[11:33] And that's an important context, because Moses recognizes, you know, when he looks at this burning bush, that it's something, there's something dramatic happening here. He knows it's out of the ordinary, because the bush is there. It's burning, but it's not being consumed. And it says in verse two that the angel of the Lord appeared to him in a flame of fire in the midst of the bush, even before God explains that he is there. And so there's this visual that helps us to understand and tells a little bit about the name that he's going to reveal. And for Moses, there's fear in the presence of God. There's a sense of danger, because there's a fire. There may be warmth for him as well, but there's this remarkable, miraculous, inexhaustible ball of energy, you know. And, you know, it's a desert. In a bush in the desert, light it with a lighter. Just goes up and it's away. So it's not like Heather on a Highland Glen, which might take a long time to light and smoke for ages, but it's in the desert. And yet there's this ongoing fire where the bush is not being consumed. It's not burning up. And it's there and in that context, that visual context of the burning bush that God reveals himself and speaks. And then we have the verbal. So we've got the visual, we've got the venue. And then we've also got the verbal of what God says here. And there's, there's, I wonder if you can pick out the two main things that God says here to Moses in the context of revealing His name. There's two things that you might pick up on that He says to Moses in the context here. Can anyone think what they might be? Sorry? Do not come near. I hadn't thought of that, but that's absolutely part of the holiness of God in the revelation of His name, but also in the burning bush and the holy ground that it was burning on. So there's that recognition of God's holiness. But there's two things primarily that He's speaking to. In verse 7, He says,

[14:30] I have surely seen the affliction of my people who are in Egypt and I have heard their cry. So this recognition that He's coming as a covenant God to send Moses to redeem the people out of Egypt, they're His people. And in verse 12, He goes on to say, you're going to bring my people out of Egypt and they shall serve God on this mountain.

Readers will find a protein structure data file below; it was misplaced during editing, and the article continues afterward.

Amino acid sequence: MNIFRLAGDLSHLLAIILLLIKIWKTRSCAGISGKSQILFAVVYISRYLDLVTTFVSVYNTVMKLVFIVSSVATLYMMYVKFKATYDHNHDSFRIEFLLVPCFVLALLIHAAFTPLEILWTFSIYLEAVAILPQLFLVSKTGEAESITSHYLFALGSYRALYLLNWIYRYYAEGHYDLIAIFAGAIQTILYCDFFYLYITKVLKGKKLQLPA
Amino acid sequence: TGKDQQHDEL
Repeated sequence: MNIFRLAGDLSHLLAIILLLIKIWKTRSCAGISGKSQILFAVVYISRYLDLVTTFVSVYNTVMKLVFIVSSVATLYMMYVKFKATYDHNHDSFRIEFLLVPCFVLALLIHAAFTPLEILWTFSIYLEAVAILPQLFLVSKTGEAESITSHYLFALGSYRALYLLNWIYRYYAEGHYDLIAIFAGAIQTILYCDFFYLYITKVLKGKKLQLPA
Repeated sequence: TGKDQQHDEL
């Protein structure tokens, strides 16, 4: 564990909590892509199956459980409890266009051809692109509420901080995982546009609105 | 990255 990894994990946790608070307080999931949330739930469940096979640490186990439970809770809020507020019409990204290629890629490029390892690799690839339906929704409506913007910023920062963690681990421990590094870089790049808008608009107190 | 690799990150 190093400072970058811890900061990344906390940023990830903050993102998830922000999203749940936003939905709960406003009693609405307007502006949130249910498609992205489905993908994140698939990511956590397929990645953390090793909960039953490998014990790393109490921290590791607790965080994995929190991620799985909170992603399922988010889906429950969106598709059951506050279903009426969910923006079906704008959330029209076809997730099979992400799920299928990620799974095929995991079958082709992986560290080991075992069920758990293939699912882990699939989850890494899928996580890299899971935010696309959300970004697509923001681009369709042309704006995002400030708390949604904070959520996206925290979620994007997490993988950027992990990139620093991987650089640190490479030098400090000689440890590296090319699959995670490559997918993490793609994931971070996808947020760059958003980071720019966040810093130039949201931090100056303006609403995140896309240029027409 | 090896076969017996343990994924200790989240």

[14:56] And then if you've got your Bibles there, in chapter 6, He's also revealing Himself as the God who is going to be with Moses in what He does. First in the same chapter in verse 3, in chapter 3, verse 6, He says, I am the God of your Father. No, that's not the right verse.

[15:30] Sorry, verse 12, He says, He said, but I will be with you and this shall be the sign for you, for I have sent you when you have brought the people out of Egypt, you shall serve them, God.

[15:42] So He's saying in these early verses, one, these are my covenant people, the people I love. And secondly, He's saying to Moses, I'm going to be with you. So it's relational what He goes on to say.

[15:53] And in chapter 6, He says the same thing. I appear to Abram, to Isaac, to Jacob as God Almighty, but by my name the Lord Yahweh, I did not make myself known to them. I also established a covenant with them to give them the land of Canaan, the land in which they live as sojourners. Moreover, I have heard the groanings of the people of Israel from the Egyptians' oldest slaves, and I have remembered my covenant. Say therefore to the people, I am the Lord, I will bring you out from the burden of the Egyptians. And so you've got this recognition that when He's speaking and revealing His name, He's revealing Himself in this personal name, Yahweh, or the Lord, as the covenantal God, the God who is committed to redeem His people.

[16:48] And that's going to be revealed in the Exodus, which is a monumental Old Testament event. He's heard their cry, they're His people, and He's going to bring them out of Egypt. And He's going to do it through Moses, but He says to Moses, I'll be with you. So there's this redemptive purpose that He speaks in covenant, but also this intimate and personal promise to Moses in the revelation of His name. So it's quite interesting because it's a transcendent name, I am who I am, but it really, it shrinks down to something really personal. I will be with you. This great transcendent God who reveals Himself, I'll be with you. The covenant God is going to come to His people, redeem His people who are slaves and bring them out of Egypt.

[17:48] So that's the context that we find this revelation of God's name. Now we're going to move quickly to the shock factor in John chapter 8. If you've got your Bibles.